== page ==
Allison R. Dobson, Digital Publishing Director of Random House, has written an open letter to the Science Fiction Writers of America responding to the warning it published about Hydra, a new imprint with a no-advance, author-pays-expenses contract that SFWA (and I) characterize as being totally unacceptable. Dobson's letter doesn't do much to change my view on that:
When we acquire a title in the Hydra program, it is an all-encompassing collaboration. Our authors provide the storytelling, and we at Hydra support their creativity with best-in-class services throughout the publishing process: from dedicated editorial, cover design, copy editing and production, to publicity, digital marketing and social media tools, trade sales, academic and library sales, piracy protection, negotiating and selling of subsidiary rights, as well as access to Random House coop and merchandising programs. Together, we deliver the best science fiction, fantasy and horror books to the widest possible readership, thus giving authors maximum earning potential.
There are other options for doing the same: Lulu, BookBaby and CreateSpace will all let you pay freelancers to do any and all of that stuff (and given that so much of publishing is now outsourced, they're likely to be some of the same people doing the job at a Big Five publisher), but none of them demand all your rights and subsidiary rights for the length of copyright, and none of them reserve the right to charge arbitrary sums to your account before they pay you any royalties.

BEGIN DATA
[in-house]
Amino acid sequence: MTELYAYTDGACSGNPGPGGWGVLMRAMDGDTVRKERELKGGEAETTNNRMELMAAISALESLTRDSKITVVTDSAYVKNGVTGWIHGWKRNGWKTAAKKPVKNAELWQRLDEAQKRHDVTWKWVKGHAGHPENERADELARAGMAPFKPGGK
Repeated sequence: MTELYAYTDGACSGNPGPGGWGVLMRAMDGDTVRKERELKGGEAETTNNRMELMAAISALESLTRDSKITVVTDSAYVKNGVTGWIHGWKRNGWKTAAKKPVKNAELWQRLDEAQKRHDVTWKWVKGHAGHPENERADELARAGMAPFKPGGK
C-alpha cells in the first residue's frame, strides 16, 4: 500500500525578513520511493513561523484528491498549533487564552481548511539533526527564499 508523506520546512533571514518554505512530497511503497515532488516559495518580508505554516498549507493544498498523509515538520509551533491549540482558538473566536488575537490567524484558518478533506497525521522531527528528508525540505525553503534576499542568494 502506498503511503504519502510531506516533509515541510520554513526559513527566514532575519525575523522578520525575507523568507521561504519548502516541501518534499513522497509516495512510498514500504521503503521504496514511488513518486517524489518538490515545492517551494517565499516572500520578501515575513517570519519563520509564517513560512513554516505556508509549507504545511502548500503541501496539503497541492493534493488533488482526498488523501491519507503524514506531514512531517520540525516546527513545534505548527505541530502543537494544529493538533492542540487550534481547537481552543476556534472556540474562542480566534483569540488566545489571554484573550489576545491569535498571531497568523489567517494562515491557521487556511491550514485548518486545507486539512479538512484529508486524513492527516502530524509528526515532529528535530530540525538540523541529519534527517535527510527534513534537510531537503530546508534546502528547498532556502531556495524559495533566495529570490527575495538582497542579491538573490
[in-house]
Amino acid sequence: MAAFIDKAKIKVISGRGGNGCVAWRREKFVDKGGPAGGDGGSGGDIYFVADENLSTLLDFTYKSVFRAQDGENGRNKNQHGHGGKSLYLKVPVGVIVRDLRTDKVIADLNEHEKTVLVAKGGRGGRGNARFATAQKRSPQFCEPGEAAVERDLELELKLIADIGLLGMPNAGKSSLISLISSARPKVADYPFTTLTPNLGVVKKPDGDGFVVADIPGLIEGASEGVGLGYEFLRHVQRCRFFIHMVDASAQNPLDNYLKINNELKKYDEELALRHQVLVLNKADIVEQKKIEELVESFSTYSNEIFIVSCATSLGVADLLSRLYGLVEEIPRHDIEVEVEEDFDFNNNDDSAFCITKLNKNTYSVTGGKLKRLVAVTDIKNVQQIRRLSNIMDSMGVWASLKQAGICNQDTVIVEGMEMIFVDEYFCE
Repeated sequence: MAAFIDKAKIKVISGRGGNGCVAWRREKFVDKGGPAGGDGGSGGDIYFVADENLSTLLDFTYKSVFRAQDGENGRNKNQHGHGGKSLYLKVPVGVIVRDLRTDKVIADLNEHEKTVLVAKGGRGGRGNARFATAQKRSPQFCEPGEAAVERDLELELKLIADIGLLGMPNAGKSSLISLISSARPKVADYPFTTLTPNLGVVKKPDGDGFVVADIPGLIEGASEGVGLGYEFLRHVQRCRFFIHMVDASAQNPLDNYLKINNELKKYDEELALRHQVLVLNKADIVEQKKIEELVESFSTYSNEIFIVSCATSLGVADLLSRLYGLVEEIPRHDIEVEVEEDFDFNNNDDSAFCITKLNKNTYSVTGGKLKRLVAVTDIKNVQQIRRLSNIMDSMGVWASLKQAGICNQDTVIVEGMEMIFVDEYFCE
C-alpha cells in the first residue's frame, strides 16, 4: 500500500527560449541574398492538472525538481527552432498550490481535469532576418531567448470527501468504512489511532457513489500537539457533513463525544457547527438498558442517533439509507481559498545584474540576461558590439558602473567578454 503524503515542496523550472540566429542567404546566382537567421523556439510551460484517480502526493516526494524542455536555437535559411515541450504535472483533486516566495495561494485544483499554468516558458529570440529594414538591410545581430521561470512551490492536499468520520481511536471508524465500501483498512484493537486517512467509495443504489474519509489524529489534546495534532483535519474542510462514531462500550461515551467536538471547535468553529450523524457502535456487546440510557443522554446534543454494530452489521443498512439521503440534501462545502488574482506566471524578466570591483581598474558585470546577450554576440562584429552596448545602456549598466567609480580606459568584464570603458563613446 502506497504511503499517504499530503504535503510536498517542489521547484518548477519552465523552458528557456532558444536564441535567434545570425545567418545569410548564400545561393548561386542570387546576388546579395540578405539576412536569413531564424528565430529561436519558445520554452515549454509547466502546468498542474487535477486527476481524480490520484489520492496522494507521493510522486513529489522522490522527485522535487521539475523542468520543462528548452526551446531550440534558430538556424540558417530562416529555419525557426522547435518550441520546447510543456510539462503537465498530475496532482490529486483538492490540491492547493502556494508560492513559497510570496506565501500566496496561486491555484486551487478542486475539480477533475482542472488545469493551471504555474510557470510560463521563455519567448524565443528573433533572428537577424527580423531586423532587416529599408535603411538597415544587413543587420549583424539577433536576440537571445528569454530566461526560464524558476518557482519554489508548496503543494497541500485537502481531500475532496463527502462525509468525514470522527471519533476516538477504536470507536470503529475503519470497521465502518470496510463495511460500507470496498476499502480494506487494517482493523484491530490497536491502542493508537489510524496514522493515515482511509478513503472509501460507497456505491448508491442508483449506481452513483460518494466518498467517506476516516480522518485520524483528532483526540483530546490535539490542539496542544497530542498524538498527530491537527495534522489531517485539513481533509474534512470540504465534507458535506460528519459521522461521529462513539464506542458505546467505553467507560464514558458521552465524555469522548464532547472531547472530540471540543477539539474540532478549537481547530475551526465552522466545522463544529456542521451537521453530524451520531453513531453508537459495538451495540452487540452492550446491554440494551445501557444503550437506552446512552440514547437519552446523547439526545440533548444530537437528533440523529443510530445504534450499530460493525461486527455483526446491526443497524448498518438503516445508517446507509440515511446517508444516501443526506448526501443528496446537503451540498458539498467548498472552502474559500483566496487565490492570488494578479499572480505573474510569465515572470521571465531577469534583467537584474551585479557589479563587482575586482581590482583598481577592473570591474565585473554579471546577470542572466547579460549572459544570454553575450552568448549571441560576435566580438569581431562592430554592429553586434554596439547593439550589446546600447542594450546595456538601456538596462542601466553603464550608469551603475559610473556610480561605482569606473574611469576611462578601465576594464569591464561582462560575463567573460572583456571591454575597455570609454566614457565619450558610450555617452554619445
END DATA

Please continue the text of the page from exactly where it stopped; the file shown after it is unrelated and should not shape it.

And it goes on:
As Munger points out, costs-plus-percentage-of-costs contracts are a moral hazard (that's why it's a felony for the US military to issue them), and they have no place in publishing.
Random House Responds to SFWA Slamming Its Hydra Imprint
Lax enforcement from the SEC has allowed the biggest companies in America — 90 percent of the companies in the S&P 500, led by the faltering energy sector — to ignore the “Generally Accepted Accounting Principles” (GAAP) in presenting their financial information to investors, manufacturing nonexistent profits in quarters where they suffer punishing losses.
I have a first-world problem: I stay in a lot of hotels.
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